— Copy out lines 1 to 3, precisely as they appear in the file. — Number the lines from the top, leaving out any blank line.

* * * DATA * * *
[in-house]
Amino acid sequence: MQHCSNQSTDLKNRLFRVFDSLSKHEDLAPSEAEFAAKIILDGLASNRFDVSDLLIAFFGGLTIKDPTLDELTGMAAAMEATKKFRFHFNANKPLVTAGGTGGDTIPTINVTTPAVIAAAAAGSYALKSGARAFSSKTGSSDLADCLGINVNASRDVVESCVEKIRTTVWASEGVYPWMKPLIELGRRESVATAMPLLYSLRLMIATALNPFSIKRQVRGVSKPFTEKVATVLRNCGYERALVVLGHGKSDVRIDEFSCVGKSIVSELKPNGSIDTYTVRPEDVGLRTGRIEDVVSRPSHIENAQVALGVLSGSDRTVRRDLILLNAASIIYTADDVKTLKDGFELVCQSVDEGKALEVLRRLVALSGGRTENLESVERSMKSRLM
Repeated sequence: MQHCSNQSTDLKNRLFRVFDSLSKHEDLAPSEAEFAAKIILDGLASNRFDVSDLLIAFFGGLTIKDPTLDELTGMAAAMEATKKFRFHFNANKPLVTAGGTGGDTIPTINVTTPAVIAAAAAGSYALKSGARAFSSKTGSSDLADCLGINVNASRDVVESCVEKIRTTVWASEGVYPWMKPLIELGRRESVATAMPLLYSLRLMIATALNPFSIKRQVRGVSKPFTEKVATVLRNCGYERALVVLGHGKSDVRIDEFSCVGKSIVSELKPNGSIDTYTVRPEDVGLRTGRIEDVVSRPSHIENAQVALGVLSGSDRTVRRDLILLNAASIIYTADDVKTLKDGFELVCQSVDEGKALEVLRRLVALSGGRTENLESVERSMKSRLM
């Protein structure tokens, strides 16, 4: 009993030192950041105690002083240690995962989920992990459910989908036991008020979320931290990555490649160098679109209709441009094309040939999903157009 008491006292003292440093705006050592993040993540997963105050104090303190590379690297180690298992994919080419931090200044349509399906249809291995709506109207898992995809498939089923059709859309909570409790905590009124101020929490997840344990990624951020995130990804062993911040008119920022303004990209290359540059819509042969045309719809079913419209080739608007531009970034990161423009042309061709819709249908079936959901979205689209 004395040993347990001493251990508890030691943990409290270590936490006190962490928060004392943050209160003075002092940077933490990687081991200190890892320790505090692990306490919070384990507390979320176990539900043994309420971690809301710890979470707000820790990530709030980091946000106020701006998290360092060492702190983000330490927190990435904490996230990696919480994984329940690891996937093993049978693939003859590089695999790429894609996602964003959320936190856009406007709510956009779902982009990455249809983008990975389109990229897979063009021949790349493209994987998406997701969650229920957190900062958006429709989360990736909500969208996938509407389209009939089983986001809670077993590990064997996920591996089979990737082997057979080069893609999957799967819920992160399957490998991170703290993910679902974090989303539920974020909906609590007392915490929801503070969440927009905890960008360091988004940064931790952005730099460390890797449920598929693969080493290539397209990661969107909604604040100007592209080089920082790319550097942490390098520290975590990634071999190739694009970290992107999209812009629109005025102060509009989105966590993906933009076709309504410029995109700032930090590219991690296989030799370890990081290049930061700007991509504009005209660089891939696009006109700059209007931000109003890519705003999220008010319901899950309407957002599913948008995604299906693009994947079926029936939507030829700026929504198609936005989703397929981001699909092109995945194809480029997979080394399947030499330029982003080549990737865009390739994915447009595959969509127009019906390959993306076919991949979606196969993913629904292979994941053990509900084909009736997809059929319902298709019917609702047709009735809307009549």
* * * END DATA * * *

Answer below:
[in-house]
Amino acid sequence: MQHCSNQSTDLKNRLFRVFDSLSKHEDLAPSEAEFAAKIILDGLASNRFDVSDLLIAFFGGLTIKDPTLDELTGMAAAMEATKKFRFHFNANKPLVTAGGTGGDTIPTINVTTPAVIAAAAAGSYALKSGARAFSSKTGSSDLADCLGINVNASRDVVESCVEKIRTTVWASEGVYPWMKPLIELGRRESVATAMPLLYSLRLMIATALNPFSIKRQVRGVSKPFTEKVATVLRNCGYERALVVLGHGKSDVRIDEFSCVGKSIVSELKPNGSIDTYTVRPEDVGLRTGRIEDVVSRPSHIENAQVALGVLSGSDRTVRRDLILLNAASIIYTADDVKTLKDGFELVCQSVDEGKALEVLRRLVALSGGRTENLESVERSMKSRLM
Repeated sequence: MQHCSNQSTDLKNRLFRVFDSLSKHEDLAPSEAEFAAKIILDGLASNRFDVSDLLIAFFGGLTIKDPTLDELTGMAAAMEATKKFRFHFNANKPLVTAGGTGGDTIPTINVTTPAVIAAAAAGSYALKSGARAFSSKTGSSDLADCLGINVNASRDVVESCVEKIRTTVWASEGVYPWMKPLIELGRRESVATAMPLLYSLRLMIATALNPFSIKRQVRGVSKPFTEKVATVLRNCGYERALVVLGHGKSDVRIDEFSCVGKSIVSELKPNGSIDTYTVRPEDVGLRTGRIEDVVSRPSHIENAQVALGVLSGSDRTVRRDLILLNAASIIYTADDVKTLKDGFELVCQSVDEGKALEVLRRLVALSGGRTENLESVERSMKSRLM